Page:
“We demand justice in all types of weather,” Camille High said, urging residents to come to a candlelight vigil at 16th Street Park despite the on-and-off rain showers on June 30.
Just as the vigil was set to start at 6 p.m., the rain stopped allowing residents to gather to honor the lives of black women such as Breonna Taylor.
Taylor, a 26-year-old emergency room technician, was shot eight times by Louisville police on March 13. The officers serving a ‘no-knock’ warrant, which allows police to enter a residence without warning or identifying themselves as police.
The warrant was granted after police alleged drugs were being sold out of Taylor’s apartment. No drugs were found. The officers involved, Brett Hankison, Jon Mattingly and Myles Cosgrove did not face any criminal charges.
Since her killing, the Louisville Metro Council passed Breonna’s Law, banning local police from executing no-knock warrants.
For many, that isn’t enough. In Bayonne, residents are voicing their anger at the lack of accountability for Taylor’s killers.
Camille, a key member of local black activist group Black in Bayonne, is not backing down in demanding for justice for all black women.
Advocating for black women
The vigil, held at the amphitheater in the park, was in honor and memory of the lives of all black women lost to all forms of violence, not just police violence.
“Violence in the black community looks very different,” High said. “We wanted to make sure that we acknowledge all those who have been taken from us from various forms of violence whether it be police brutality, sexual assault, molestation, domestic violence, whatever it is.”
Dozens of residents came out in support for black women lost to violence in the United States.
The vigil started with a unity circle’ roses and candles were distributed to everyone.
“As she reads the names, we are demanding justice for those who have spoken up, those whose stories have been told, those who may be standing here whose stories haven’t been told, those who haven’t had the courage to speak up, we acknowledge you here,” High said.
Clarise High, another organizer from Black in Bayonne and Camille’s sister, addressed the crowd, reading statistics that illustrate the issues of violence black women face in this country.
Afterward Clarise read the names of the black women who have died and not received justice.
“Mariam Carey, we say your name. Pamela Turner we say your name,” Clarise said. “And Breonna Taylor, we say your name.”
Camille lit her candle and then turned to the person next to her to light their candle. Each person did the same, spreading the flame as each candle around the unity circle was lit.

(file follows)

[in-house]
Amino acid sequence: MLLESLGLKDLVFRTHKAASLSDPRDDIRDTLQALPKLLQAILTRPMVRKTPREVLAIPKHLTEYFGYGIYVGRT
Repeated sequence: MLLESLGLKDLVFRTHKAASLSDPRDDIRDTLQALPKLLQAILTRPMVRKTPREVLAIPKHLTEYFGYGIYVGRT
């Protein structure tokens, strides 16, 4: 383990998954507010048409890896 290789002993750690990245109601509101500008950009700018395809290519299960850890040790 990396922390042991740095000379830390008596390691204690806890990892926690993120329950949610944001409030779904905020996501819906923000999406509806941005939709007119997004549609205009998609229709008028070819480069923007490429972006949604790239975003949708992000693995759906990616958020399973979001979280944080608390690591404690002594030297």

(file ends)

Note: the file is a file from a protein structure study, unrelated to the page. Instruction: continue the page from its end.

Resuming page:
Black trans women matter
Clarise highlighted the importance of standing with and remembering transgender black women as well.
“Trans women aren’t treated and given the respect as everyone else,” Clarise said. “So when we are here saying the names, there are women who are trans on this list, and we honor them today.”
The vigil then moved to the nearby docks where roses and other flowers were tossed into the water. Everyone threw their roses in at the same time, shouting “Say her name!”
“We’ve got a lot of work to do, and this is only the beginning,” Camille said.
The solemn event was a symbol of the movement’s continuity and depth.
Clarise said there are a lot of people who have gone back to their normal routines, but that doesn’t mean the movement for black lives has stopped. As New Jersey copes with the COVID-19 pandemic, Clarise said that dealing with the pandemic of racism must be a part of the new normal.
“The new normal needs to be that when somebody kills, or when somebody falls victim to police brutality, police are sentenced and convicted and arrested immediately,” Clarise said. “Not 106 days later. Breonna Taylor’s killers are still walking around free. Justice needs to be the new normal.”
WomenRising in support
WomenRising was at the vigil. The Jersey City-based agency is active in assisting women throughout Hudson County, and was on site to disseminate information and souvenirs with the domestic violence hotline.
Deban Tierney, Development and Communications Coordinator for WomenRising, spoke about the resources for women, one of the most important being the hotline: (201) 333-5700.
Black in Bayonne urged residents to attend the next Bayonne Board of Education meeting and make their voices heard, with the goals of hiring more black educators and speaking out against racist comments by Trustee Michael Alonso.
The next meeting is on July 27, in-person at Bayonne High School and streamed online at bboed.org.
For updates on this and other stories, check www.hudsonreporter.com and follow us on Twitter @hudson_reporter. Daniel Israel can be reached at firstname.lastname@example.org.